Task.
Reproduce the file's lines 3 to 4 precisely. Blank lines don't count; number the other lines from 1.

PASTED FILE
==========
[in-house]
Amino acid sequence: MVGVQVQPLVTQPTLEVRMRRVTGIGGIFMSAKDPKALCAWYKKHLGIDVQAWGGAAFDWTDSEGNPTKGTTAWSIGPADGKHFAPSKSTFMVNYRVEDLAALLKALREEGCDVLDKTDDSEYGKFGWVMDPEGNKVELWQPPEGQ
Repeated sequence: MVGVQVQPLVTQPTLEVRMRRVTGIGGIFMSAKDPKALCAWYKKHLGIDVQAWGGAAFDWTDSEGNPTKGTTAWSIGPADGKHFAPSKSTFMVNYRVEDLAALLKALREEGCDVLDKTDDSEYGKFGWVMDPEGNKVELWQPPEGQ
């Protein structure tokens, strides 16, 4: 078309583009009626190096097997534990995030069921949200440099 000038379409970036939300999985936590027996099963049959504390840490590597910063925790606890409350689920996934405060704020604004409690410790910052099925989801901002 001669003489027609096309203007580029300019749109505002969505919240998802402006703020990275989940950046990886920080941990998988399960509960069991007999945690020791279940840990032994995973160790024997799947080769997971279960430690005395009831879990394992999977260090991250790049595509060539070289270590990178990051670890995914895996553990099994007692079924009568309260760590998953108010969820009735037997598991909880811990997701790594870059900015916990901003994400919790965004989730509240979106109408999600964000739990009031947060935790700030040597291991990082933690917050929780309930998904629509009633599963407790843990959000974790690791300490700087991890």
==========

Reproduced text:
Repeated sequence: MVGVQVQPLVTQPTLEVRMRRVTGIGGIFMSAKDPKALCAWYKKHLGIDVQAWGGAAFDWTDSEGNPTKGTTAWSIGPADGKHFAPSKSTFMVNYRVEDLAALLKALREEGCDVLDKTDDSEYGKFGWVMDPEGNKVELWQPPEGQ
């Protein structure tokens, strides 16, 4: 078309583009009626190096097997534990995030069921949200440099 000038379409970036939300999985936590027996099963049959504390840490590597910063925790606890409350689920996934405060704020604004409690410790910052099925989801901002 001669003489027609096309203007580029300019749109505002969505919240998802402006703020990275989940950046990886920080941990998988399960509960069991007999945690020791279940840990032994995973160790024997799947080769997971279960430690005395009831879990394992999977260090991250790049595509060539070289270590990178990051670890995914895996553990099994007692079924009568309260760590998953108010969820009735037997598991909880811990997701790594870059900015916990901003994400919790965004989730509240979106109408999600964000739990009031947060935790700030040597291991990082933690917050929780309930998904629509009633599963407790843990959000974790690791300490700087991890």